For her entrée Carol stayed with lobster and had Pan Roasted Lobster; Baby Leeks, Sunchoke Purée, Red Wine-Sauce Américaine.  Completely different than her previous dish, it was just as spectacular.

I selected Sautéed Dover Sole; Celeriac Royale, Sauce Veronika.  This was the most unique version of Dover Sole I ever had and like the previous dishes it was delicious.  The delicate fish was perfectly cooked and sat a top another amazing sauce that enhanced each bite of the fish.  

I selected a bottle of 2013 Jean-Charles Abbatucci Cuvée Collection General de La Revolution to drink with our meal.  I am a big fan of Corsican wines, especially those from Abbatucci.  This bottling is a blend from the original plantings of Carcajolu Biancu (25%), Paga Debbiti (25%), Riminese (20%), Rossola Brandica (15%), Biancone (10%), and 5% Vermentinu. The wine had brilliant salinity and impeccable balance while finishing with good length.  A round a delicious with lots of soul that complemented the meal perfectly.

On to dessert.  As you might expect, dessert was as spectacular as the meal.  Carol ordered Slow Roasted Apple, Armagnac Sabayon, Brown Butter Ice Cream.  It is pictured below in the background of the complimentary "Tres Leches" (Crispy Cashew Sponge Cake Sphere, Caramelized Goat’s Milk Mousse, Clementine Sorbet).  

I completed the meal with Red Wine-Hibiscus Poached Pear, Buckwheat Angel’s Food Cake, Olive Oil "Snow”.  A perfect ending to a perfect meal and a perfect day.


While we waited for the check, we nibbled on the complimentary cookie assortment.  Pure decadence.  


Sunday, February 26, 2017

1995 Georges Mungneret-Gibourg Red Burgundy

Our local wine group met recently at Sette Cucina Italiana in Bernardsville. If it seems like we frequent Sette a lot you are right.  And why not with the delicious food owner/chef Allan Russo prepares for us on each visit. Tonight’s highlights included:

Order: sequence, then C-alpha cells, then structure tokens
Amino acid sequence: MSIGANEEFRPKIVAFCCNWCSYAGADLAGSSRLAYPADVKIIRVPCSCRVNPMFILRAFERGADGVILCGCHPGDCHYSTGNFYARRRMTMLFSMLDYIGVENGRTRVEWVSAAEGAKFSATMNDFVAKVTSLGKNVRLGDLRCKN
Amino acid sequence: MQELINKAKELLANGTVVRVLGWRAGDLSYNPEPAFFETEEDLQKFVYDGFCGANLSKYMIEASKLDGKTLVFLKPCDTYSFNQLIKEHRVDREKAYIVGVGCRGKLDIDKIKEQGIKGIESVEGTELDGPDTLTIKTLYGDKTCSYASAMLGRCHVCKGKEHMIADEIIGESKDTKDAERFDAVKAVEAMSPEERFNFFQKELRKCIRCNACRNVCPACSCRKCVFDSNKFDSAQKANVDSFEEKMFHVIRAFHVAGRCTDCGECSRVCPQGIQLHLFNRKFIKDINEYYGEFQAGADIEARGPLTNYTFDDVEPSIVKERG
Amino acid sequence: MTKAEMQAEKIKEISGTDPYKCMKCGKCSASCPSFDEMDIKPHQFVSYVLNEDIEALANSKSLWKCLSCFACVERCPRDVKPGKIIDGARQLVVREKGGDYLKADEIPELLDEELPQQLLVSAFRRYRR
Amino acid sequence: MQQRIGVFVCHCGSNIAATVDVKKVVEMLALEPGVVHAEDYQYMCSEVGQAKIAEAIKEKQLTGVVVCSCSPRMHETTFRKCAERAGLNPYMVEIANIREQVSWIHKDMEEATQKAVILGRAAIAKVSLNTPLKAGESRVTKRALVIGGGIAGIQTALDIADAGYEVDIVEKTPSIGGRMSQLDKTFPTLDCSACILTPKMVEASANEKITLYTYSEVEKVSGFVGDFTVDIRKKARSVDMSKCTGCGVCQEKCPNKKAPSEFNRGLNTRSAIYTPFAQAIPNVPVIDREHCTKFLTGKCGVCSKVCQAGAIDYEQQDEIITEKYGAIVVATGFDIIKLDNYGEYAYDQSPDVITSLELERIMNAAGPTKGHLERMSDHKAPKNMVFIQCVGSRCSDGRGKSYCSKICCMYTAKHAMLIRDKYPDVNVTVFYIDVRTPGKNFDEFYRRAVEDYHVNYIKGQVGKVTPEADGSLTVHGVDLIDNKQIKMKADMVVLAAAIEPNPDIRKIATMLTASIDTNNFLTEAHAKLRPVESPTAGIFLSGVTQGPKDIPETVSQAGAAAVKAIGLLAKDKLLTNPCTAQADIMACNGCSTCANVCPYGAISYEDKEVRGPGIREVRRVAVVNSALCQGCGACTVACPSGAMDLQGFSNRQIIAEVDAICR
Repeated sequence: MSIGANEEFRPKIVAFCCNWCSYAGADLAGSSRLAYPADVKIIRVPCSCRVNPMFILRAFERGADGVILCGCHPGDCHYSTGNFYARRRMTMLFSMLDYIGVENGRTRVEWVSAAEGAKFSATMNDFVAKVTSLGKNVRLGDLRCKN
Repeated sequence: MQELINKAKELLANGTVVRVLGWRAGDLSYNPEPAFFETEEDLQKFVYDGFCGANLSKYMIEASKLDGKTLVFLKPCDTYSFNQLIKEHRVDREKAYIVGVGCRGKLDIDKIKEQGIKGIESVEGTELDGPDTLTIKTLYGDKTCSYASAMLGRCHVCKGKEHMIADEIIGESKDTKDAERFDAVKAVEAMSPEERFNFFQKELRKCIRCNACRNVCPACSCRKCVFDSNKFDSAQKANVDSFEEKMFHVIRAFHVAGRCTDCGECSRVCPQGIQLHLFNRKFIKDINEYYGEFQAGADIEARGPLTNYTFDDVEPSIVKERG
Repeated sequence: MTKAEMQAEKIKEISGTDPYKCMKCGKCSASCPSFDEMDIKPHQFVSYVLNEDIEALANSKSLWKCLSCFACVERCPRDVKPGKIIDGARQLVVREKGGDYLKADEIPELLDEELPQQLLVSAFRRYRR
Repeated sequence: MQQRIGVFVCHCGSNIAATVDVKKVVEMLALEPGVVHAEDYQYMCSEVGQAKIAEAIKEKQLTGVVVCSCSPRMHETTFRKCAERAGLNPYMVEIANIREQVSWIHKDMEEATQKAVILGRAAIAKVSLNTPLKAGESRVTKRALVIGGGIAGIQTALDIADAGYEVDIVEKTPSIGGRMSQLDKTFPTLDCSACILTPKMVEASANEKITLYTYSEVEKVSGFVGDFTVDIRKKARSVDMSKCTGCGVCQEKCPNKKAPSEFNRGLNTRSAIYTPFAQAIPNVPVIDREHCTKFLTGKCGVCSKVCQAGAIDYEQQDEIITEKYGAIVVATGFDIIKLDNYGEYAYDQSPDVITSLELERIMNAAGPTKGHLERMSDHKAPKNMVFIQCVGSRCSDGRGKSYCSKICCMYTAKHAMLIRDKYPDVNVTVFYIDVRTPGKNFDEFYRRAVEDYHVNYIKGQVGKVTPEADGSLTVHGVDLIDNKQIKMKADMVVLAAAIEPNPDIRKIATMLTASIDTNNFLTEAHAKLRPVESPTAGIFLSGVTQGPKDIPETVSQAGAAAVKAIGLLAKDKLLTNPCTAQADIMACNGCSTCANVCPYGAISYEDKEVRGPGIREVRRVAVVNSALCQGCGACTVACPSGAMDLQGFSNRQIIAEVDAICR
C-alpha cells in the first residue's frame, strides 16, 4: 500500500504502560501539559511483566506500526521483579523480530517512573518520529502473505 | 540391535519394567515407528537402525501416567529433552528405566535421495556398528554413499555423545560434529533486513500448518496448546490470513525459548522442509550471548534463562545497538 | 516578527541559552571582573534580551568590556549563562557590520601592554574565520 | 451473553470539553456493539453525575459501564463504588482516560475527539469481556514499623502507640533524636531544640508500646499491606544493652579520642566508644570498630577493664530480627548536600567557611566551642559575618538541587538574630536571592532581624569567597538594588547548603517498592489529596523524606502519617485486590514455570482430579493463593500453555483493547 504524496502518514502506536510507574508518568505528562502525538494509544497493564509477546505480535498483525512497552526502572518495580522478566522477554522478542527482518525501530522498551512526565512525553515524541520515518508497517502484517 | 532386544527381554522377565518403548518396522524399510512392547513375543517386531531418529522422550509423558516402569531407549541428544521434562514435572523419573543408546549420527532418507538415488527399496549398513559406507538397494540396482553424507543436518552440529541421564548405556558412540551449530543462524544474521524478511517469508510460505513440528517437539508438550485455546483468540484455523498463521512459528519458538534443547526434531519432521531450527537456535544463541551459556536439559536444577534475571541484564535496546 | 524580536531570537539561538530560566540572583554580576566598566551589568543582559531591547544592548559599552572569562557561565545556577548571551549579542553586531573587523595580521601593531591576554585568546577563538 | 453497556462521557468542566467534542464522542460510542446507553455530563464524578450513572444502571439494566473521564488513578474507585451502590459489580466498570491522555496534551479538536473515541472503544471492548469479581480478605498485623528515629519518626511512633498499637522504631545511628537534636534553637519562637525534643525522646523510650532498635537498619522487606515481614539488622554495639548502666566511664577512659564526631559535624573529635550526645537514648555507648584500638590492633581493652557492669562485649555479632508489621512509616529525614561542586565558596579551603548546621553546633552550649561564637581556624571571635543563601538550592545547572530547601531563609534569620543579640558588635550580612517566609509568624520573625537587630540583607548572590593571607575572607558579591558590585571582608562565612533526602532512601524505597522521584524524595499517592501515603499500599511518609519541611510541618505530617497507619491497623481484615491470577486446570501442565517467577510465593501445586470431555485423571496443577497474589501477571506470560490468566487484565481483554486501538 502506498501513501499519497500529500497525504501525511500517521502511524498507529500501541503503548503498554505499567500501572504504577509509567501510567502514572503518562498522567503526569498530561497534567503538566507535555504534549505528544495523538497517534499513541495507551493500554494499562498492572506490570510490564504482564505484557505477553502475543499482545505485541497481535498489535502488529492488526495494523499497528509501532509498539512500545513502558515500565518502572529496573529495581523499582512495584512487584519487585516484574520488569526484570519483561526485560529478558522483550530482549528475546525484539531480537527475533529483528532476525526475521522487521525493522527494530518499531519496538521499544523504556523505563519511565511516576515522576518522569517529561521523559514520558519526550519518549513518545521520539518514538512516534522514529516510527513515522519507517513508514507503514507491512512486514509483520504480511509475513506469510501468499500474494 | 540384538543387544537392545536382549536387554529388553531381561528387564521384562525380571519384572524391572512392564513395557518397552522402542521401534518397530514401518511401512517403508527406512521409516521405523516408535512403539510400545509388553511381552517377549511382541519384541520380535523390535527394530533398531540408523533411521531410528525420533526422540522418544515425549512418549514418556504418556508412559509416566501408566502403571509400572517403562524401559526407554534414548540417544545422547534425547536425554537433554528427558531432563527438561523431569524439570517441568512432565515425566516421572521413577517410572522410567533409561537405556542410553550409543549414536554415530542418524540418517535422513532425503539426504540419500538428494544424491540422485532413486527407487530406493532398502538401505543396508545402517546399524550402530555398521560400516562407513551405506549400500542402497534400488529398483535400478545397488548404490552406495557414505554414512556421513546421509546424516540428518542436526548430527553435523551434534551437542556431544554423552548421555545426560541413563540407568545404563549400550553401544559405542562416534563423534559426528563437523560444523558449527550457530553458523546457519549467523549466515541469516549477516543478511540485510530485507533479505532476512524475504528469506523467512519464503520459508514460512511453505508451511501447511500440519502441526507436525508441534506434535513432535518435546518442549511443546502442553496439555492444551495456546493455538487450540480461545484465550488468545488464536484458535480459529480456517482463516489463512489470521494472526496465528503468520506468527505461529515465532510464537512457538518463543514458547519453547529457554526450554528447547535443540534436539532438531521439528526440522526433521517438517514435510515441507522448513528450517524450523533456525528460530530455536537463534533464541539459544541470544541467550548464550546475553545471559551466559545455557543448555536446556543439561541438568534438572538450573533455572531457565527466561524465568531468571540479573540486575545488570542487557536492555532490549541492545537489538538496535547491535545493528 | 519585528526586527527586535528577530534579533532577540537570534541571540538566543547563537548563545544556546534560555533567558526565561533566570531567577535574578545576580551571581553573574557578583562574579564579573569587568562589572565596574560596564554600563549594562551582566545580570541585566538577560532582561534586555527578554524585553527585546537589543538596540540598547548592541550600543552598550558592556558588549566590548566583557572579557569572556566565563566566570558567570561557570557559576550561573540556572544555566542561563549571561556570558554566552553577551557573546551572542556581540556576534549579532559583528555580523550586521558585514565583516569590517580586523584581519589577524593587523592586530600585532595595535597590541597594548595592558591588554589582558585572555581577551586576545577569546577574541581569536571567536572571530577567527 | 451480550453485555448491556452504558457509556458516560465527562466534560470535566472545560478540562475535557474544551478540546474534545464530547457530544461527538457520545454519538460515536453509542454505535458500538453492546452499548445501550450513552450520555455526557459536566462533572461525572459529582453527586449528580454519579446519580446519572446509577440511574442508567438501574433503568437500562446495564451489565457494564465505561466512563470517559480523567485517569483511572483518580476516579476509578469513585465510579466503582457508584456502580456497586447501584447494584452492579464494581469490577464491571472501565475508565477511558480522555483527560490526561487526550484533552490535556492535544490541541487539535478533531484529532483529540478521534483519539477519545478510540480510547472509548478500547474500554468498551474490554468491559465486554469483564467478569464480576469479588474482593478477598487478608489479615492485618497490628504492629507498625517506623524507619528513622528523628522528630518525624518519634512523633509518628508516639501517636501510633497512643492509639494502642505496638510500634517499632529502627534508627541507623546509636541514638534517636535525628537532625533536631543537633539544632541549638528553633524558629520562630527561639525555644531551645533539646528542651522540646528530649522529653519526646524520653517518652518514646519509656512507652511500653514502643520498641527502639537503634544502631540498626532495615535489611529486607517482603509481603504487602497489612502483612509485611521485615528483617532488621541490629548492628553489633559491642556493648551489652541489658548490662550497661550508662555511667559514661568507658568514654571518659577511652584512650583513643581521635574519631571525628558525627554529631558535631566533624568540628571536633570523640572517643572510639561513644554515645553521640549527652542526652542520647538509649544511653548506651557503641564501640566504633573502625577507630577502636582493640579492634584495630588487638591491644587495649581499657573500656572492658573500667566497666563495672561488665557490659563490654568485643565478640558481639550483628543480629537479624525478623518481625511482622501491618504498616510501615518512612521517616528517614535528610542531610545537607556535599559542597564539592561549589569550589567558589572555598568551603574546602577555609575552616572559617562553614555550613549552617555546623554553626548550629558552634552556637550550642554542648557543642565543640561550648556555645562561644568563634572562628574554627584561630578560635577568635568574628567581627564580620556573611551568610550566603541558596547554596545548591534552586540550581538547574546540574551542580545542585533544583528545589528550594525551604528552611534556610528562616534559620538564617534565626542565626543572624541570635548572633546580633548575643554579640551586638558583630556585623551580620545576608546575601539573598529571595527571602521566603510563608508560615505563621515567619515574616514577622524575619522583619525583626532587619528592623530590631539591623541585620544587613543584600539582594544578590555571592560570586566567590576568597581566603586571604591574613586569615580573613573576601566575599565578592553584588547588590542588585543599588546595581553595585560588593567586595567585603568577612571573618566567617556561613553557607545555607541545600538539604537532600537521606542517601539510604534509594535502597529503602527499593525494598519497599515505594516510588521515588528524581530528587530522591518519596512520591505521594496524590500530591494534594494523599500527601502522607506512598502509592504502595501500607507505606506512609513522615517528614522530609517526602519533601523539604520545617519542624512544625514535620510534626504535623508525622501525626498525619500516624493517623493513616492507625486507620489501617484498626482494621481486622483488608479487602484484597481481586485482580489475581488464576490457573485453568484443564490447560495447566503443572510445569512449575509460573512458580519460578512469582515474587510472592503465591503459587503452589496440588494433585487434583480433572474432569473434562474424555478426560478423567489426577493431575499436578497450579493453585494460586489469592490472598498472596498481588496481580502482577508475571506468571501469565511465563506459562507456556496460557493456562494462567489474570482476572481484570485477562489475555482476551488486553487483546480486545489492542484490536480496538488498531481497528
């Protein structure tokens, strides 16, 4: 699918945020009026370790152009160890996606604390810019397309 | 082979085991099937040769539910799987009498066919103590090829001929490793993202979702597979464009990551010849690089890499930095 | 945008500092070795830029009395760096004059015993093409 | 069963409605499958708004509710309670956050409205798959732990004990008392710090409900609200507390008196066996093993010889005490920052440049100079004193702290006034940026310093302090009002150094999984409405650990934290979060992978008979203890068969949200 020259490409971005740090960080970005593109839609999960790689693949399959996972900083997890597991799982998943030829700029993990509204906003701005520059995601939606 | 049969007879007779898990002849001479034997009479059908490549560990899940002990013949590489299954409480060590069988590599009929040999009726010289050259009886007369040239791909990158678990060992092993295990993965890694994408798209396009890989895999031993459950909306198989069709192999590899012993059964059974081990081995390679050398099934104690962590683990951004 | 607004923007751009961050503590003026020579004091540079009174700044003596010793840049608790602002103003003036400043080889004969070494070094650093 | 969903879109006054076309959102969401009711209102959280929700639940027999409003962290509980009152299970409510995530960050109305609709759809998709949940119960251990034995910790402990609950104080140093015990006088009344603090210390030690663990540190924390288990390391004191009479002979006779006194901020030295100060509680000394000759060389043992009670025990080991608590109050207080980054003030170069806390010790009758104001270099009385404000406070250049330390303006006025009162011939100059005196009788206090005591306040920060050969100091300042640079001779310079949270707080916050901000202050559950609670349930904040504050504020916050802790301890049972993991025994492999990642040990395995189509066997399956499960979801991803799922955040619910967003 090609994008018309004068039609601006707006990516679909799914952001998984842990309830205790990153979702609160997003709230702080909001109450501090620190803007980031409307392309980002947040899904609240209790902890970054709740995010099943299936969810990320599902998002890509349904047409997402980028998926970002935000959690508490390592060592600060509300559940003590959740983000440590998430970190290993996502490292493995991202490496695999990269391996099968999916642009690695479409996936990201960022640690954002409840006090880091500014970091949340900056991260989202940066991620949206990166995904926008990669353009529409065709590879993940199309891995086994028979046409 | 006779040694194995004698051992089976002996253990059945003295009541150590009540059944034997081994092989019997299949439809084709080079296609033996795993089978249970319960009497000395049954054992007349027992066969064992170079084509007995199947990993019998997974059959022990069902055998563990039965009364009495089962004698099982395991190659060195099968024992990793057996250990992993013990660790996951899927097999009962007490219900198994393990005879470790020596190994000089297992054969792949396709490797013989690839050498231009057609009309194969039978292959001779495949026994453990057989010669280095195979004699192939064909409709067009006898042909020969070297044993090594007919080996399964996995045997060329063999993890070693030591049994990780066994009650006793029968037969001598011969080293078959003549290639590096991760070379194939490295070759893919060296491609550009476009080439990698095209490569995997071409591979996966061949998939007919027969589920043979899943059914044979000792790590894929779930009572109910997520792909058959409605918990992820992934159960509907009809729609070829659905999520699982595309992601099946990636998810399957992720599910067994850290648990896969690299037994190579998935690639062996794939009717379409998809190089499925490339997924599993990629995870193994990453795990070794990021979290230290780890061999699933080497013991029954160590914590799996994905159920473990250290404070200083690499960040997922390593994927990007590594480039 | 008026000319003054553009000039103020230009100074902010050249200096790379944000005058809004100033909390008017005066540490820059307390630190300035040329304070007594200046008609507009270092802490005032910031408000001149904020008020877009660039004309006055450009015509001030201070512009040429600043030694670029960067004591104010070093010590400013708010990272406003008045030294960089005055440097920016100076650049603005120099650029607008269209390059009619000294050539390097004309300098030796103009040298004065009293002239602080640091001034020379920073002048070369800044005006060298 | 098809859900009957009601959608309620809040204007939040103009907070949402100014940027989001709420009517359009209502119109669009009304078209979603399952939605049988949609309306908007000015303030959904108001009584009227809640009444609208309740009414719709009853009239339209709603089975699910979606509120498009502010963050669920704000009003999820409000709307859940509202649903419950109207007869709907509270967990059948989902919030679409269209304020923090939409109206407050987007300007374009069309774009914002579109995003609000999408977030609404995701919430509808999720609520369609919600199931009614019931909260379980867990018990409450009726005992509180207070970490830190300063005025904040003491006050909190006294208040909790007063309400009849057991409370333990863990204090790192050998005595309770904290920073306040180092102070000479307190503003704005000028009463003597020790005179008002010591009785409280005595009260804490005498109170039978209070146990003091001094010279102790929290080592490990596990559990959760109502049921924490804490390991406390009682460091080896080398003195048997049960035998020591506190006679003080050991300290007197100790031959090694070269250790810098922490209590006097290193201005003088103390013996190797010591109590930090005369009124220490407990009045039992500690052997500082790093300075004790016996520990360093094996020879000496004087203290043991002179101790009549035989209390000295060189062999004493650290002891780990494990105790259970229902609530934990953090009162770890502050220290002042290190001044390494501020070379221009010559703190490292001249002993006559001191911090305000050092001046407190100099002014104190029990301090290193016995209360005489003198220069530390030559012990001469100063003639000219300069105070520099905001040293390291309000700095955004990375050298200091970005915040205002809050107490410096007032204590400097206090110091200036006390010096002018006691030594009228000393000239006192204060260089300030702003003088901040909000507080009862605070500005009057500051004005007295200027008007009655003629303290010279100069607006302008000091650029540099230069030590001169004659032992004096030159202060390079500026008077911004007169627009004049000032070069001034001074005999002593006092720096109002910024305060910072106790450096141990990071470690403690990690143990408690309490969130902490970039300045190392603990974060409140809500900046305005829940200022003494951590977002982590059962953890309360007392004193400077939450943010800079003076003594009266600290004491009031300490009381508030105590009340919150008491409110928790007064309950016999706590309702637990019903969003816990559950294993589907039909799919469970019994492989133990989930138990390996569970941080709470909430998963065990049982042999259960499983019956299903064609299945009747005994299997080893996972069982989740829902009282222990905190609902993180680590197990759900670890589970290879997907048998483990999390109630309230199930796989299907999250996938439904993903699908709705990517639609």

Onion Tart
Gnocchi di Ricotta w/Speck & Butter Sauce
Risotto w/Sweet Italian Sausage
Roasted Pork Loin

Jeff, our Burgundy expert selected the wines for the evening.  He chose four reds from one of Burgundy’s top estates, Georges Mungneret-Gilbourg.  Since the passing of founder Dr. Georges Mungneret in 1988, the estate has been run by his wife and two daughters.  Their wines are known their finesse and delicacy.  The wines were all from the 1995 vintage. This vintage yielded concentrated, dense, structured wines with substantial firm tannins and average to slightly above average acidity.

Prior to the 2007 vintage the domains’ wines were marketed as either Dr. Georges Mugneret or Mugneret-Gibourg depending on the vineyard.  Starting in 2007 all wines were amalgamated into one label, Dr. Georges Mugneret-Gibourg.

Before getting to the reds, Jeff started us off some bubbles, NV (2009) Cédric Bouchard Roses de Jeanne Champagne Inflorescence Blanc de Noirs Val Vilaine (disgorged 4/11). Cedric, a young maverick of a wine maker, does not follow the usual convention of blending different grapes from different vineyards as well as the juice from different vintages to make champagne. Rather his champagnes are made from a single varietal (Pinot Noir or Chardonnay), from a single vineyard, and single vintage cuveés. To quote importer Doug Polaner’s web site, “Each wine is made only from juice from the first pressing, fermented only with indigenous yeast and handled meticulously in the cellar to guarantee the finest wines possible”.